• Actively engage with us in advancing policies for equitable housing and affordable commercial spaces to ensure our communities are able to stay in their homes, thrive in their businesses and save hundreds of hours wasted by a poorly designed transit system to spend with their families and loved ones.
  • Prioritize anti-displacement policies at the forefront in all levels of decision-making regarding this project. While government entities have had years to plan and implement a light rail extension that properly addresses the impacts of development and provide strong anti-displacement policies that center current residents in the community, largely BIPOC residents, there has been little to no progress.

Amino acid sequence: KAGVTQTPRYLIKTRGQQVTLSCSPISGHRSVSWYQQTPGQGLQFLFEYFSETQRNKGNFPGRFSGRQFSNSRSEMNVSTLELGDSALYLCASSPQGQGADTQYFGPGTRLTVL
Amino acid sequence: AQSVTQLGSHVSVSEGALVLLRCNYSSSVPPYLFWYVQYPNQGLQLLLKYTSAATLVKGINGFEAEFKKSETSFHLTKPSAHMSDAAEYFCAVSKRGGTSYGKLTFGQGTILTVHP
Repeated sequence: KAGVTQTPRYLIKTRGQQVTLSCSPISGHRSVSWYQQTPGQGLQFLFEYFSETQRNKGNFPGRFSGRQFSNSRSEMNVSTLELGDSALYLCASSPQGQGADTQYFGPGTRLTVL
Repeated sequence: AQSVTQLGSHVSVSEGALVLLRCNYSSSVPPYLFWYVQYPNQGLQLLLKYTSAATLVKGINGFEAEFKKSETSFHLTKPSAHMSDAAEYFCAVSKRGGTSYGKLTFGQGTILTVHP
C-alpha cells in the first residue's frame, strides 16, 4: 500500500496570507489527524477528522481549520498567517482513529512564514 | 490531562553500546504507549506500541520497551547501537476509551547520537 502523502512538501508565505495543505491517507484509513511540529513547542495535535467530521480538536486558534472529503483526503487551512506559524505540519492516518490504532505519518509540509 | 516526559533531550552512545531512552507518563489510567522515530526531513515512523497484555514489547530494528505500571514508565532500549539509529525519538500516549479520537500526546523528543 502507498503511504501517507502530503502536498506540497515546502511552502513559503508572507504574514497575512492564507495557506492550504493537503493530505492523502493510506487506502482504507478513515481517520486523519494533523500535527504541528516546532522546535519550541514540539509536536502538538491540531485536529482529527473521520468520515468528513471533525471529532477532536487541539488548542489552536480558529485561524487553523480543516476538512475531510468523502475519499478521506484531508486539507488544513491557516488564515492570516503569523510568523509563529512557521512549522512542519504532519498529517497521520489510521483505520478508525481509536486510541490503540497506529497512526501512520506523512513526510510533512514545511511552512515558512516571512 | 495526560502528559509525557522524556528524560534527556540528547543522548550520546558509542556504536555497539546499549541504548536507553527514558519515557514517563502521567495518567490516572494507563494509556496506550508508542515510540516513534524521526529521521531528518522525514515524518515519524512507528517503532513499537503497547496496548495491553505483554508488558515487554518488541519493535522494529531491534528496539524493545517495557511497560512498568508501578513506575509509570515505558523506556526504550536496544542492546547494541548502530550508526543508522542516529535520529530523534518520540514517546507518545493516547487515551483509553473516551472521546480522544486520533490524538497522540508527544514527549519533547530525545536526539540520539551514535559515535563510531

• Commit to true inclusion that shares information with our coalition as early as possible in any decision-making or public announcements to allow our organizational members and the constituencies we represent the opportunity to review, process and respond in a timeframe that respects our expertise and honors the many competing issues in our communities. The recent announcement of the possible new routes is a present example of the continuous pattern of interactions in which there is a lack of intentionality to obtain equitable outcomes and our coalition is made to react rather than participate.
  • Act on our shared understanding of the tremendous potential impacts — both positive and negative — of the development of this line, specifically learning from previous lessons, including the experiences of the Harrison and Near-North neighborhoods. The immense equity implications of this project necessitate intentionality and accountability in all aspects of the process. We will not ask our communities to design their own displacement.